Academic journal article Human Factors

Comparing Effects of 2-D and 3-D Visual Cues during Aurally Aided Target Acquisition

Academic journal article Human Factors

Comparing Effects of 2-D and 3-D Visual Cues during Aurally Aided Target Acquisition

Article excerpt

INTRODUCTION

Recent advances in digital signal-processing technology and the development of electromagnetic position trackers have enabled the construction of virtual 3-D audio spatial displays. These displays have been used to aid visual target acquisition in many modern workstations, including aircraft cockpits and training simulators (Begault & Pittman, 1996; Bronkhorst, Veltman, & van Breda, 1996).

A number of studies have investigated the use of 3-D auditory displays to reduce the workload associated with an overloaded visual modality and to enhance the acquisition of visual targets (Bolia, D'Angelo, & McKinley, 1999: Nelson et al., 1998; Perrott, Cisneros, McKinley, & D'Angelo, 1996). For example, Perrott et al. had participants sit at the center of a geodesic sphere and detect a visual target presented at 1 of 264 different locations. Results demonstrated that the addition of a 3-D virtual spatial auditory cue produced a significant reduction in target acquisition time. Similarly, Nelson et al. demonstrated the beneficial effects of 3-D virtually localized auditory cues on performance and perceived workload in a visual target acquisition task. In that study visual targets were presented on a head-mounted display (HMD) in three auditory cue conditions that differed in the amount of information provided: localized auditory cues. nonlocalized auditory cues, or no auditory cues. Results showed that the addition of localized auditory cues led to a significant improvement in target acquisition performance and to significant reductions in workload ratings, as compared with when auditory information was either nonlocalized or absent.

Other studies have investigated possible multisensory integration effects by comparing situations in which 3-D auditory cues were presented in isolation or accompanied by a visual cue (Flanagan, McAnally, Martin, Meehan, & Oldfield, 1998: Bronkhorst et al., 1996). Bronkhorst et al. tested the effectiveness of a 3-D virtual auditory cue presented in isolation or together with a visual cue in a flight simulation experiment in which participants had to locate and track a target aircraft as quickly as possible. The results of their experiment indicated that a 3-D auditory cue could be as effective as a visual cue. A point worth mentioning is that in their study, the visual cue was a top-view radar display located away from the initial line of gaze. This implies that in order to utilize the visual cue, participants had to move their head and eyes. This may have extended the search time because participants had to look away from the search field to examine the visual cue (i.e., the radar screen).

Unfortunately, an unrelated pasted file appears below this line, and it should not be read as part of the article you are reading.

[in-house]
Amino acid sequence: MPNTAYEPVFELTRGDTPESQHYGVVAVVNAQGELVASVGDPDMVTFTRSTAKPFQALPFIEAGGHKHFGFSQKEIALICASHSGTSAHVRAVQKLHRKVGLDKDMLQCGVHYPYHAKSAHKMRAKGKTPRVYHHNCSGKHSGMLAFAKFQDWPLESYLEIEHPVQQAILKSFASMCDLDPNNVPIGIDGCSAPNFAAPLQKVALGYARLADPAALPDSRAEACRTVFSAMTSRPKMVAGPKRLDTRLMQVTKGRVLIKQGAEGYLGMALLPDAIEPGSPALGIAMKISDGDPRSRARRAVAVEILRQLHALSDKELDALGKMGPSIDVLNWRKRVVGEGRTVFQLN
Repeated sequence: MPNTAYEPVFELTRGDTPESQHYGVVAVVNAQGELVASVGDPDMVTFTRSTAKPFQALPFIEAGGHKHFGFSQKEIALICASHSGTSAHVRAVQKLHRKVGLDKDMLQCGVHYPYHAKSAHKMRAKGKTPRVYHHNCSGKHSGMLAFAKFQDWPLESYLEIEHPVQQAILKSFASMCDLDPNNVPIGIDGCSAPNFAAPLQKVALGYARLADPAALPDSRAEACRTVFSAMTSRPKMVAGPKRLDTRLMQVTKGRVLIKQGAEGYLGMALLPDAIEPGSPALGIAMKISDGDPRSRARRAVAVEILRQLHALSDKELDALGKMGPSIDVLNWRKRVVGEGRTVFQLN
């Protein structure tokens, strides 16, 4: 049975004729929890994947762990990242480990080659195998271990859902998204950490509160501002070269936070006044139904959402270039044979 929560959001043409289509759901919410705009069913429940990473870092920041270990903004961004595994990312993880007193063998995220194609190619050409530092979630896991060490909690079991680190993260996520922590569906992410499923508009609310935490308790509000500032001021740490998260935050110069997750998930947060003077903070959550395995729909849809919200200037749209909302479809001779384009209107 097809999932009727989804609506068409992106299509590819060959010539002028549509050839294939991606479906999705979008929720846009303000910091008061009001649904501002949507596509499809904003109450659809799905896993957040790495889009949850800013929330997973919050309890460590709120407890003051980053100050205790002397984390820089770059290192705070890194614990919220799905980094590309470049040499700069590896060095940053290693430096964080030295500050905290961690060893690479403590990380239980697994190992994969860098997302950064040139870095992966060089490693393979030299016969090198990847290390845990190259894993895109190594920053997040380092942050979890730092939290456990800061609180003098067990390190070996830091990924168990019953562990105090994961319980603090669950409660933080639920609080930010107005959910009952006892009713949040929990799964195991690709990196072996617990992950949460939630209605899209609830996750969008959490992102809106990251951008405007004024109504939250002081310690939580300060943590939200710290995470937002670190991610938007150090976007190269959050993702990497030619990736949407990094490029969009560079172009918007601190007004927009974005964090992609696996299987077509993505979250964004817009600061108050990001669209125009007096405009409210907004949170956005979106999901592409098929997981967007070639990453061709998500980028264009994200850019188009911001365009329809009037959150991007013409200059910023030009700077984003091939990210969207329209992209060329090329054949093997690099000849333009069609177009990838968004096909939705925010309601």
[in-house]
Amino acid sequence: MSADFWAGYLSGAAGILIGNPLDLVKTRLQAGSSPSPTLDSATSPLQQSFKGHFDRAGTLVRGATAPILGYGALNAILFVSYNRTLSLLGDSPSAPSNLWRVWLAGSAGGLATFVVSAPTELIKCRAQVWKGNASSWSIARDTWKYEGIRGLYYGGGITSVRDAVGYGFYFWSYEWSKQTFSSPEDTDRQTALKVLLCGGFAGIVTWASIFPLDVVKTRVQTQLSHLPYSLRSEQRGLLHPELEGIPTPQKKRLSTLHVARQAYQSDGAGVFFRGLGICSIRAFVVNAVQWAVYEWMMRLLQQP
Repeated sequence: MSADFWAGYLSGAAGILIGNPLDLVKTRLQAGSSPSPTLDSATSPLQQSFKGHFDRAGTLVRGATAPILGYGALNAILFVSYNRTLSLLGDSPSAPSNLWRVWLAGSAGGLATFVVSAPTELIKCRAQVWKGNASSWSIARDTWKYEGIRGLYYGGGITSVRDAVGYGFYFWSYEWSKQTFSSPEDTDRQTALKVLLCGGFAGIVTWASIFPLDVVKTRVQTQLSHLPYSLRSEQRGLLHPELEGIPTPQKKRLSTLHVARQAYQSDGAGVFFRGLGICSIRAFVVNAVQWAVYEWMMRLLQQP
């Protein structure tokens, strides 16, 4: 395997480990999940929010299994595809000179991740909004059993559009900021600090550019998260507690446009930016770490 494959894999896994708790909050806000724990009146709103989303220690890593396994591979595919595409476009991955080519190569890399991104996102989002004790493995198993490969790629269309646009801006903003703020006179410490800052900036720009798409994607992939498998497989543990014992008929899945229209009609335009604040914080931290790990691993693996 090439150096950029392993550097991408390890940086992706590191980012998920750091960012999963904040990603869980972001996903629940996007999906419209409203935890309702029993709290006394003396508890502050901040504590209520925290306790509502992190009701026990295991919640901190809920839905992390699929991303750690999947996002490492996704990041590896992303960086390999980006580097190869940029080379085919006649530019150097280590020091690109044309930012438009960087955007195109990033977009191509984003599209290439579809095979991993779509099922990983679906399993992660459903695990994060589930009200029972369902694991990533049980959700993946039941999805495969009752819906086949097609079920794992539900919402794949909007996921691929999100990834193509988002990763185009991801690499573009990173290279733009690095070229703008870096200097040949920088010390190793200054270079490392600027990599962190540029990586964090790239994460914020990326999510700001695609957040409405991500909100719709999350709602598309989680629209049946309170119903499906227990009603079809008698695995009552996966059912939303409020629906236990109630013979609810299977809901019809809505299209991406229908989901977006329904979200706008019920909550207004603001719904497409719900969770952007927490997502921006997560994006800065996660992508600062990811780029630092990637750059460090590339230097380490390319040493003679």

To circumvent this potential problem, Flanagan et al. (1998) designed a 2-D exocentric visual cue in the form of an arrow always presented in the participants' line of sight. The base of the arrow was at the center of a circular visual display, whereas the head of the arrow indicated the direction in which the observer's head should be rotated in order to bring the target into view. This arrow provided information on both target azimuth and elevation. They administered a visual search paradigm in which participants were required to locate a target presented outside the initial field of view on an HMD. The target location was cued by 3-D auditory cues presented in isolation or together with the 2-D visual cue. Their results suggested that both visual and auditory spatial cues reduced search time dramatically, as compared with unaided search.

Although the visual cue designed by Flanagan et al. (1998) was in plain sight and thus easier to use than the off-center radar screen used by Bronkhorst et al. (1996), it nonetheless required a significant amount of cognitive processing. Specifically, in contrast to the auditory cues that are egocentric in nature, the information carried by the arrow needs to be extracted from an exocentric frame of reference and subsequently transformed to an egocentric reference frame that can be used to guide movements. …

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